When investing it is common practice to diversify your portfolio to minimize risk. It is almost impossible to predict how financial markets will perform and each asset class (such as cash, bonds, property and shares) has their own business cycle. By diversifying your investments you can take advantage of the ‘ups’ while restricting the ‘downs’.
Diversifying a portfolio means investing in different asset classes as well as investing in a number of securities within each of the asset classes. In the share category your strategy would be to hold a number of different companies as well as including overseas shares. Those companies would also represent different industries as they will also have their own business cycle.
The basis for diversification is that even if one or two of your investments go bad, you will have plenty of others providing you peace of mind and avoid losing it all.
Not only does diversification help to protect your funds it also helps to smooth returns. A portfolio with only one share is likely to have returns that fluctuate wildly, while a portfolio that holds a range of other shares and asset classes will have more reliable and less volatile returns.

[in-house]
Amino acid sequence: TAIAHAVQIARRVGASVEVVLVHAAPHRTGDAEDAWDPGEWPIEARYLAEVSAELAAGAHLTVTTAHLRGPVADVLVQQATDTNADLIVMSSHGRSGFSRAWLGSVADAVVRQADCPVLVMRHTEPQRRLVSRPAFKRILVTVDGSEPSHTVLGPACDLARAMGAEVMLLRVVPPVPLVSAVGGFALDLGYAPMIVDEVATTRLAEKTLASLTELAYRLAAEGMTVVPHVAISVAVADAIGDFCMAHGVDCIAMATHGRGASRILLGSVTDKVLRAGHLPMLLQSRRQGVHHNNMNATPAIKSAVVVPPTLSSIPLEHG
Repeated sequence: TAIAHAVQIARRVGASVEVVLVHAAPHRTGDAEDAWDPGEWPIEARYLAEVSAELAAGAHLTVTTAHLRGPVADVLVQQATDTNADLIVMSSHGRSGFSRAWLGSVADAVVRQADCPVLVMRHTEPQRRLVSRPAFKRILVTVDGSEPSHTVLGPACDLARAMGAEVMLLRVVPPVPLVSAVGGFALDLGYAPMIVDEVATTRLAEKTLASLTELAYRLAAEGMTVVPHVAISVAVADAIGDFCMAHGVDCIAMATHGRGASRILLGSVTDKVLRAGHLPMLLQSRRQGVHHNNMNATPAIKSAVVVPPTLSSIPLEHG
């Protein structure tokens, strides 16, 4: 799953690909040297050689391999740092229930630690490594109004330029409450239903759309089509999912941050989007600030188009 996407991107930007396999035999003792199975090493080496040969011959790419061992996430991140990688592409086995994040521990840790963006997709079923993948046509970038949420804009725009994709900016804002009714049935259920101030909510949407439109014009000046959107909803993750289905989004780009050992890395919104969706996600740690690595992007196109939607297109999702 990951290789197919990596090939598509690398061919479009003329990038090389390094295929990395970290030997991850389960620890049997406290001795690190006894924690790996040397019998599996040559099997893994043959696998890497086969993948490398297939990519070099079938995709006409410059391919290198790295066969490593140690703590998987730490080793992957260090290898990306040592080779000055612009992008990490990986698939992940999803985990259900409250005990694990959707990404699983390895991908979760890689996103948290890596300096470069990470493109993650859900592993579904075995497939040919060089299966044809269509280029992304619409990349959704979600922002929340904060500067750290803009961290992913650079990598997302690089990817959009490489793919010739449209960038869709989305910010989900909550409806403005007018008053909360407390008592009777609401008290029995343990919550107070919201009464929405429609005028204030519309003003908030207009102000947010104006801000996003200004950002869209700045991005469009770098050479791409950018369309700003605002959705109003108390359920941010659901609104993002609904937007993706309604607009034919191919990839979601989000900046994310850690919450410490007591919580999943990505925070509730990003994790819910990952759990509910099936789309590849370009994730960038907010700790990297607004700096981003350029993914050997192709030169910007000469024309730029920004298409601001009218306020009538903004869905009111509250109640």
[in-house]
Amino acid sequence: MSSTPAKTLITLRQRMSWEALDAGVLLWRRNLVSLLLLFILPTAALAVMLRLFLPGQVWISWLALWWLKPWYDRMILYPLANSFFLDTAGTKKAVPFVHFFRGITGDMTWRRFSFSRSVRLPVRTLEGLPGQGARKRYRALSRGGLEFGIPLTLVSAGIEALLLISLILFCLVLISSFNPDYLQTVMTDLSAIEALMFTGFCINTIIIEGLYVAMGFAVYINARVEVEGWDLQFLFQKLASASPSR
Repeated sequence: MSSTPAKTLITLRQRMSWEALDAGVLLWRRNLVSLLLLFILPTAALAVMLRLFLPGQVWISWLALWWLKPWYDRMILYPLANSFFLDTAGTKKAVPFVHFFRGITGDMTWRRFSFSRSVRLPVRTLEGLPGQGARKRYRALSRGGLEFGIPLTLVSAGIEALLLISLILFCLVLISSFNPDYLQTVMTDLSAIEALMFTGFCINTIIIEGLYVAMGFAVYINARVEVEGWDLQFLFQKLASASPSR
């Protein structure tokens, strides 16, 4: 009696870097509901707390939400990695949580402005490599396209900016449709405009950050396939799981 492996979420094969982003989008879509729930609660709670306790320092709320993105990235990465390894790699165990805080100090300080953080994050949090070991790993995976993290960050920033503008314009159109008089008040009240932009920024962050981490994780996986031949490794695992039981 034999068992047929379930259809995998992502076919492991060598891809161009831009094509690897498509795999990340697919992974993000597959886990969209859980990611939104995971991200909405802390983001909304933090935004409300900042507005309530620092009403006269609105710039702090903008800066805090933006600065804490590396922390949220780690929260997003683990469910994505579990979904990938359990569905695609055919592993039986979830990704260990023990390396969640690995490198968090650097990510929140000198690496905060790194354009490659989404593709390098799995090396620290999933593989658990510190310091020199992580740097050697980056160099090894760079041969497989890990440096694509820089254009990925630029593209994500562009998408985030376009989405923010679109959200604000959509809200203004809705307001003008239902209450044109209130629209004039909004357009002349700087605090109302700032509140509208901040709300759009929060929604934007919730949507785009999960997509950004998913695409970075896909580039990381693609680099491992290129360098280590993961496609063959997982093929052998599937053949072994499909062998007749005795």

Diversification only reduces and does not eliminate risk. Most of the time shares move together so the only true way to diversify your share or property portfolio is to also hold funds in cash and in bonds as these assets usually perform at different times of the market cycle.
All investments are subject to risk, some more than others. The more you diversify the more likely you are to reduce this threat. If you had all of your money in just one share and that company you invested in didn’t perform you would make a loss. However if you have spread your money across different types of investments you have a better chance of including some investments that will perform.
Remember that while lowering the threat of total loss of the investor; diversification does not lower the possibility of the underlying investments suffering a loss. Risk is a matter of market trends, economic trends, currency trends, and other factors. Unfortunately we have all seen the effects of these factors over the last few years of the credit crunch. Once thought to be ‘risk free’, Sovereign risk has over recent times caused ripples of fear among investors.
There is no way that an investor can reduce the risk of securities themselves but diversify your portfolio to minimize risk and you will be better off.